I find the process of learning language and developing motor skills quite intriguing. It seemed to me, babies are clumsy, ham-fisted, chubby people who take a vow of silence, or in our case, a vow of screaming. But yet suddenly, and unexpectedly, they get the hang of things.
I thought Missy would never be able to walk, she was just too unsteady, and then one day, she did. Learning to use a spoon, discovering those scary mini fingers actually belonged to her, talking in sentences – they all just seem to happen one day. I know mums and dads, who spend all day with their kids will sigh, and explain the rocky journey from weeing on the floor to using the facilities in a more socially acceptable way, is a combination of perseverance, hard work and much mopping up.
But for me, being out most of the day and missing the hard work of it, it’s a magical Cinderella story, except the pumpkin stays a beautiful carriage at midnight. Not withstanding that this wizardry of development is actually the result of mum or dads hard work, it’s a spellbinding time watching Missy master herself and her environment.
Riding a scooter, I thought, was simply beyond her. She never looked as if it was going to be anything other than a convenient way to scratch her knees. Then, with Tour de France determination, (sans pharmaceuticals), she mastered the one foot on, one foot pushing, conundrum. It was a proud day.
Then it struck me. A child is geared to leaning and mastering their world. Miniature brains are permanently set to “learn”. It’s adults that put a break on what is achievable or what should not even be attempted.
Missy speaks French just as well as English. That’s because my wife, who is fluent in French, has talked to Missy since she was a baby in that language, while I spoke to her in English. The fact she is bi-lingual, especially in Hong Kong, isn’t rare at all. Most kids are bi-lingual, because it’s common for parents to come from different language backgrounds.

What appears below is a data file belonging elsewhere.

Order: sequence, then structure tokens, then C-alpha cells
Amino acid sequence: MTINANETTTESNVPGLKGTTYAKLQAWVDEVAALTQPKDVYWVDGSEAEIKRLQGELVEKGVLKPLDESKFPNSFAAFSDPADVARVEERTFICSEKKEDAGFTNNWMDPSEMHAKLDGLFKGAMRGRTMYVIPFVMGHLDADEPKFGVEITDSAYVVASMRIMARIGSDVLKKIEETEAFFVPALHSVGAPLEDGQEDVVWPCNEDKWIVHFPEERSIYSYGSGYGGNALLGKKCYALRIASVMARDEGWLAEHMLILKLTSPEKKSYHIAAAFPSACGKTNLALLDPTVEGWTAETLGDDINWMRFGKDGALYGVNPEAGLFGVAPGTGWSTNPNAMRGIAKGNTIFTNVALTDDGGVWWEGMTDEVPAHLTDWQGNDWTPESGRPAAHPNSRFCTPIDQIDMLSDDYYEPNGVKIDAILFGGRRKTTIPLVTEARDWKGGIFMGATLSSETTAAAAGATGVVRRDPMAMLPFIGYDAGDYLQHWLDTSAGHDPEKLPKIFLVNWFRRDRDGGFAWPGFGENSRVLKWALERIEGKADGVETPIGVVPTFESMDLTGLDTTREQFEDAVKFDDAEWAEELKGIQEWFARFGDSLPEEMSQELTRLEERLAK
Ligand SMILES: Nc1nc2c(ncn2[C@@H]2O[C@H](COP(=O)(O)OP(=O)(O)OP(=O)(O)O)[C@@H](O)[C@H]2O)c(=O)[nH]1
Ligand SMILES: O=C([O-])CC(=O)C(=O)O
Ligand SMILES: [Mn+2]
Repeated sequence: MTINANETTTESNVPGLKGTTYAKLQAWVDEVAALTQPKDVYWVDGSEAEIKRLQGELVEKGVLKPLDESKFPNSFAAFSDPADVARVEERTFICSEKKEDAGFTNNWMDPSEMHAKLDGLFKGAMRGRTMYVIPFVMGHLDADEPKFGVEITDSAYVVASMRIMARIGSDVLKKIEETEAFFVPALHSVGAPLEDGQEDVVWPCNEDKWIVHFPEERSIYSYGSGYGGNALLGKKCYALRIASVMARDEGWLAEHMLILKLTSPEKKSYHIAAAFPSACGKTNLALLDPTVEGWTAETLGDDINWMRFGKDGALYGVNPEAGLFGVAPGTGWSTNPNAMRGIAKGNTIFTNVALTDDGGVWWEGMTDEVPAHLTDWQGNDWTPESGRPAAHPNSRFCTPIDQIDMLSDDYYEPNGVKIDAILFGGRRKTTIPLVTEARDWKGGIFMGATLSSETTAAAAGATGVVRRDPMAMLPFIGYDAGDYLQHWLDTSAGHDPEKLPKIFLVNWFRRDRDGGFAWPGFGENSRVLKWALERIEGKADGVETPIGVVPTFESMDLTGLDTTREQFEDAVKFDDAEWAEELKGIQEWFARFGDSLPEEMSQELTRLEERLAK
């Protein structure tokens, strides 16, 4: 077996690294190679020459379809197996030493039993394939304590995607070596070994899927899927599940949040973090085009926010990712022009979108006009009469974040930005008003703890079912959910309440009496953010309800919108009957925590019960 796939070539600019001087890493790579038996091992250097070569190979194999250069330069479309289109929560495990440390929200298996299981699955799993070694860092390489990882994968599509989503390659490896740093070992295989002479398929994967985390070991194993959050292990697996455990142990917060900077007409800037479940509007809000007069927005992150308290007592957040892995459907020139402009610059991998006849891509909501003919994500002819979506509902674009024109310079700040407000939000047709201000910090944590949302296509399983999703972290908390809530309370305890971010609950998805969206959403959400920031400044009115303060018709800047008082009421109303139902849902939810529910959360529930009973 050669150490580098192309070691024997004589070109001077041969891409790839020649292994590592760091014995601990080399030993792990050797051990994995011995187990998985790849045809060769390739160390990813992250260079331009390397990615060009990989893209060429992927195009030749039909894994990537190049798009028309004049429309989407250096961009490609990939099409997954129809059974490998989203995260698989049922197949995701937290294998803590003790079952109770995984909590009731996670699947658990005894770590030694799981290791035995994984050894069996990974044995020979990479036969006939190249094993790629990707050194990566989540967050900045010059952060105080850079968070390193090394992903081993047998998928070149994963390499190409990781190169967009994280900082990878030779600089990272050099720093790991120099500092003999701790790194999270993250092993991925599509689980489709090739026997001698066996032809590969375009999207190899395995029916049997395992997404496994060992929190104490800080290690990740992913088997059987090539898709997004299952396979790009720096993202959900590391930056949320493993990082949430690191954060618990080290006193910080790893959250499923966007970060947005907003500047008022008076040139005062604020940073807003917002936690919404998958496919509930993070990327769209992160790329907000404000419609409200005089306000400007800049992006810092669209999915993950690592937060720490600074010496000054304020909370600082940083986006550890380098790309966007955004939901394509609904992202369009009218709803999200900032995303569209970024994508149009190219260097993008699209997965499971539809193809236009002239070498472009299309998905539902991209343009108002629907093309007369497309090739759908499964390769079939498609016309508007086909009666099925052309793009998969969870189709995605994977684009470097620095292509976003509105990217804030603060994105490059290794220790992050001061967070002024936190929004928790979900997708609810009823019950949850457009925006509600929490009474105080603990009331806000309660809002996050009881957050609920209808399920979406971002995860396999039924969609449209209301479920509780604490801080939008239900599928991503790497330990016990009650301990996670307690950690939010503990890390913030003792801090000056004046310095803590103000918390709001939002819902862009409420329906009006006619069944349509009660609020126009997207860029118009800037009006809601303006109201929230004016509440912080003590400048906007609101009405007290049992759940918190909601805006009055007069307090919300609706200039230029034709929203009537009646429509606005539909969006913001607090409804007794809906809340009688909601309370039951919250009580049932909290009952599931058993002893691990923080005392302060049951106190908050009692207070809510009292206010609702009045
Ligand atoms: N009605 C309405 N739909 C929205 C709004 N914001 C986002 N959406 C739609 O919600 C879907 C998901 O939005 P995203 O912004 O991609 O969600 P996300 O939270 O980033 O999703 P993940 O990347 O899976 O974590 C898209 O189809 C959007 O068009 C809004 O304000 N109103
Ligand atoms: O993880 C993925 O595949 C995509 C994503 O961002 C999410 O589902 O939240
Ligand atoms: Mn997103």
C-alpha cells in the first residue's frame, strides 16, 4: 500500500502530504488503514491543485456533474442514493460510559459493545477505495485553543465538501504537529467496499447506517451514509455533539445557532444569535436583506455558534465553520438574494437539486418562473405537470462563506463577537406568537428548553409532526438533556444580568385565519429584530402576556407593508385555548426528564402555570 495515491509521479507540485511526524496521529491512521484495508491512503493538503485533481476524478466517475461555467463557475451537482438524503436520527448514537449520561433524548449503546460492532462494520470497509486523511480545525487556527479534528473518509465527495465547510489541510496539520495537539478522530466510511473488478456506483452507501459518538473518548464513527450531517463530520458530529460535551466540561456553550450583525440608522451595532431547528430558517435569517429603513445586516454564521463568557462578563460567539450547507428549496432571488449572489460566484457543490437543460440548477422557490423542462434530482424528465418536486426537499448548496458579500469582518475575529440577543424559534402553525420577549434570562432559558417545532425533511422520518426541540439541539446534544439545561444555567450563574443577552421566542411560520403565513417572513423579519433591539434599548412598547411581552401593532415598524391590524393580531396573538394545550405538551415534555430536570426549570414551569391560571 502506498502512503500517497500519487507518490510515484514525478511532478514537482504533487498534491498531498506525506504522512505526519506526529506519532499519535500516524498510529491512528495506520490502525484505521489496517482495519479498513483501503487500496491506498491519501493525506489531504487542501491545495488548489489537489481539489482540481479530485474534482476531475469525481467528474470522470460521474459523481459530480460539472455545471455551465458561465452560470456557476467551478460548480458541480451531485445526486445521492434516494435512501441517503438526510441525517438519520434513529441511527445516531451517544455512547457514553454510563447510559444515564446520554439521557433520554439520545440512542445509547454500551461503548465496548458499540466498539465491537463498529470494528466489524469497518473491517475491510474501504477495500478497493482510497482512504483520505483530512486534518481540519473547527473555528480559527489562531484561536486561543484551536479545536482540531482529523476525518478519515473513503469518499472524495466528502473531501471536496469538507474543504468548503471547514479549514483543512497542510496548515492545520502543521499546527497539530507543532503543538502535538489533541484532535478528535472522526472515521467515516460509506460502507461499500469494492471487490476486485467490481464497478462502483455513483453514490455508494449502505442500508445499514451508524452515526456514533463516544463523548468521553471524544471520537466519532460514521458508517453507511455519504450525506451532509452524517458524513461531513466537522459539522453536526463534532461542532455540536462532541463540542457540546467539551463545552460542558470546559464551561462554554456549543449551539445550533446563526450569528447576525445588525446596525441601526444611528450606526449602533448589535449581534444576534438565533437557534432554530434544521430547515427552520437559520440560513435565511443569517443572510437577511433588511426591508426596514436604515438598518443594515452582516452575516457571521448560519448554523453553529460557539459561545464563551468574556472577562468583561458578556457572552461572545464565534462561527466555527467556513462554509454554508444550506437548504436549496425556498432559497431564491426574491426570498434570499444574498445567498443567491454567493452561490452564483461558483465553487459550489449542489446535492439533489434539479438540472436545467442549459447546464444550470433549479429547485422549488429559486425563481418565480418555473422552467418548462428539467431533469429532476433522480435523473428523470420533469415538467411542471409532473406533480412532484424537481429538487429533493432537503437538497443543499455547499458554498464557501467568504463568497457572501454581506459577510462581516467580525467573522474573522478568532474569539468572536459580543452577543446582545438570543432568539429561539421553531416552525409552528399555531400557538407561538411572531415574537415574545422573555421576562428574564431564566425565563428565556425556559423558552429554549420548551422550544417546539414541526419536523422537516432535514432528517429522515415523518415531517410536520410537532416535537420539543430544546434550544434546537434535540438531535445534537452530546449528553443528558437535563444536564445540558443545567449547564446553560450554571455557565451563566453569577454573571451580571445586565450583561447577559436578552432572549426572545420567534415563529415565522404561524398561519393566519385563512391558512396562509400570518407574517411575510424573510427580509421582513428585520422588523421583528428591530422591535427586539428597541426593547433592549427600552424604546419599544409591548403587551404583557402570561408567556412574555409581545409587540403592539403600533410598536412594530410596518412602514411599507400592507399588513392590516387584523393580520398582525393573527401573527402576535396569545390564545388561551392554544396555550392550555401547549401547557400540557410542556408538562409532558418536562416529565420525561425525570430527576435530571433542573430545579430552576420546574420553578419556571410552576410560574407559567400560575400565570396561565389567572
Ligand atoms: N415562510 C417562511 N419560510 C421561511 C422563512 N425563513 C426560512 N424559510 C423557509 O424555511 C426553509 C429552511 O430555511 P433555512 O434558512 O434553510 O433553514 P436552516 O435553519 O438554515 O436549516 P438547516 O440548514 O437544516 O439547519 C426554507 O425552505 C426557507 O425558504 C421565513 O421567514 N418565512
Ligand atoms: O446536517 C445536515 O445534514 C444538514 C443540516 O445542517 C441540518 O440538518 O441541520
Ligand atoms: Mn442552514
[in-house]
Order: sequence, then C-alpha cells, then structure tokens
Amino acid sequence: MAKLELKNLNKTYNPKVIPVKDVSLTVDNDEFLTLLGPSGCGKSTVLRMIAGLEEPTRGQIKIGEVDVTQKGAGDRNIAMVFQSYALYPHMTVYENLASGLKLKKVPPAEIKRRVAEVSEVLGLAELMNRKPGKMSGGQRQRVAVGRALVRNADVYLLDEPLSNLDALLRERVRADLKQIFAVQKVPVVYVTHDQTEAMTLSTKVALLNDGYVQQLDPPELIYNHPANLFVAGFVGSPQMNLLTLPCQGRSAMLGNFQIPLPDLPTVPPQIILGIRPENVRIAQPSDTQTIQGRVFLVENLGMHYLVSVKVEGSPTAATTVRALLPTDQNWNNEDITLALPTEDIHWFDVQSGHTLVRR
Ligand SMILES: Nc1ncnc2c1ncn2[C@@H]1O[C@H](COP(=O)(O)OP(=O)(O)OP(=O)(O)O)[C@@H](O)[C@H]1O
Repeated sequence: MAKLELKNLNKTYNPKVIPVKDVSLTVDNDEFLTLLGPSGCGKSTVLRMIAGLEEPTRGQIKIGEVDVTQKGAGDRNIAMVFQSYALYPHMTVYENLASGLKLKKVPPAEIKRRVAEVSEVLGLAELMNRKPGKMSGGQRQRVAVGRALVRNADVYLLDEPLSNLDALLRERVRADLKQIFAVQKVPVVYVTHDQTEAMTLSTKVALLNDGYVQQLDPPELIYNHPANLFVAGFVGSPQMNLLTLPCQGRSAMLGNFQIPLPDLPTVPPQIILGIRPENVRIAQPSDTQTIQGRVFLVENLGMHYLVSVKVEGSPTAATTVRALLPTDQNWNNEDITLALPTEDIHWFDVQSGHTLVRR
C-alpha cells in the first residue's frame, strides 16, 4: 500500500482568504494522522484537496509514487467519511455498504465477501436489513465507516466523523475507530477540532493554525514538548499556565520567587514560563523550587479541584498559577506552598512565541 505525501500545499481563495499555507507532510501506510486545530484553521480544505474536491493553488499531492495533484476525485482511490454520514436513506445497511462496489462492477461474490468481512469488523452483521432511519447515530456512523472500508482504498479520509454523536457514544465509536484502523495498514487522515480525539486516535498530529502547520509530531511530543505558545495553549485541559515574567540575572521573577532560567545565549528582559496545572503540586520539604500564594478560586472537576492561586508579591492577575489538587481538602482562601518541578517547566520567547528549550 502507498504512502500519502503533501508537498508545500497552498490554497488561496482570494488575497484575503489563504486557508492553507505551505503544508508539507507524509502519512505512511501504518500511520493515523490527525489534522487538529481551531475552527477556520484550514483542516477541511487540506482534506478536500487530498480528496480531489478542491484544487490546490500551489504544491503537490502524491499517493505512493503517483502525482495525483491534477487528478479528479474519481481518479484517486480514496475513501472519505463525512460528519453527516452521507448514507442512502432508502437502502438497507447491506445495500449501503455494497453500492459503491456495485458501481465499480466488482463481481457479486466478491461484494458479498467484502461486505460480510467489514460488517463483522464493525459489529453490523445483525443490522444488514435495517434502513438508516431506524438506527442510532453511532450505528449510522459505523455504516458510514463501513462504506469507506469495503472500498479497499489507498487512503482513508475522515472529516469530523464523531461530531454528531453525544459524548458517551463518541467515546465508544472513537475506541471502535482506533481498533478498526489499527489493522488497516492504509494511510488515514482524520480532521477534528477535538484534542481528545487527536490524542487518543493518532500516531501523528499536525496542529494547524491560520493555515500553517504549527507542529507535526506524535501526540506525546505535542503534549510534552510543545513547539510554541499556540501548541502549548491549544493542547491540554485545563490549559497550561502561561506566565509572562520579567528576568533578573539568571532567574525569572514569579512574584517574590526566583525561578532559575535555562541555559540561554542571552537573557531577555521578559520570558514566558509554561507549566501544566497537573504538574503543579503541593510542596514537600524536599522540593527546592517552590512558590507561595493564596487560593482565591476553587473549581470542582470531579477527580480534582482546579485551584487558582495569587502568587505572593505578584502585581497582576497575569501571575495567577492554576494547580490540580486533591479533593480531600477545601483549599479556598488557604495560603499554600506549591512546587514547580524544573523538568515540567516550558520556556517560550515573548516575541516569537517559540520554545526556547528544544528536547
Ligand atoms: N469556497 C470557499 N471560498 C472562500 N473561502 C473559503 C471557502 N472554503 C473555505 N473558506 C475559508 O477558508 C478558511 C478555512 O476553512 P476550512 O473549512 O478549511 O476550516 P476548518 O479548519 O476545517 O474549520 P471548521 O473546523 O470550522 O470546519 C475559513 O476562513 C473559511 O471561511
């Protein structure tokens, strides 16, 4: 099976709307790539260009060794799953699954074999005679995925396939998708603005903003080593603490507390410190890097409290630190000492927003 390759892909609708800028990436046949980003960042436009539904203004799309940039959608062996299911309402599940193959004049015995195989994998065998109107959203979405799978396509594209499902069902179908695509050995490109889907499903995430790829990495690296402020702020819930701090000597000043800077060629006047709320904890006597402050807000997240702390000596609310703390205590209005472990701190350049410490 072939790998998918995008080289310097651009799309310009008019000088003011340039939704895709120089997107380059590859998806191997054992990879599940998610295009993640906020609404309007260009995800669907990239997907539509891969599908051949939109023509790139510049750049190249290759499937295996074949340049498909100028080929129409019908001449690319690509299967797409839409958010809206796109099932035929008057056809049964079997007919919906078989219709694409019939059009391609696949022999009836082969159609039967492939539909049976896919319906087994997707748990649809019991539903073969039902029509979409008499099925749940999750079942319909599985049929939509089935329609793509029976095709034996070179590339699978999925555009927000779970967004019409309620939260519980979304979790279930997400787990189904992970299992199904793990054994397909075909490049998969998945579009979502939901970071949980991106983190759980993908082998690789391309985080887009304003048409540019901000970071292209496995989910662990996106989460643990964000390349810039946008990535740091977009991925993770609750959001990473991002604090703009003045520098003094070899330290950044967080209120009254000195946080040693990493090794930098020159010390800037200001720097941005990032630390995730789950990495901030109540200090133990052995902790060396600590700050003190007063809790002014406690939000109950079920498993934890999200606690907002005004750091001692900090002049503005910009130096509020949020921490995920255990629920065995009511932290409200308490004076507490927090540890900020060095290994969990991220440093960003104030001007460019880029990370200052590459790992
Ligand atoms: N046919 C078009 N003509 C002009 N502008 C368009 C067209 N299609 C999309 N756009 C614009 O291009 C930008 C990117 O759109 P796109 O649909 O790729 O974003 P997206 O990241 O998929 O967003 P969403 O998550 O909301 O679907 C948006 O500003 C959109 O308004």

What is exciting is that my wife never “taught” her French; Missy just picked it up the same way she picked up English. Although I have to admit, I did a much better job than my wife. Missy can’t swear at all in French; in English, however, she can curse like an overdue truck driver with two flat tyres.
To her, everything just naturally has two words, (except for the blaspheming bits) and now she easily slips between the languages. She even tries to teach me, realizing, much to her amusement, that dad can’t, shall we say; converser en Français.
Missy loves to point at something, ask me to say it, Louis XVI style; and when I stumble in my less than schoolboy French, she collapses in fits of laughter, and I am sent, post haste, to the proverbial scaffolding of Madame Guillotine.
The fact my daughter has the inbuilt desire to venture happily into the unknown and untried, leaves me with the thought; it could conceivably be me that stifles her creativity, or her will to try things, by simply being an adult. So I aim to be aware of supporting and encouraging her to have a go at different things. Of course, she won’t like them all, nor indeed, will she be any good at some, but that’s not the point. It’s in the attempt, and in the way she processes her emotions when she doesn’t succeed that’s important.
“Success is not final, failure is not fatal: it is the courage to continue that counts.” Winston Churchill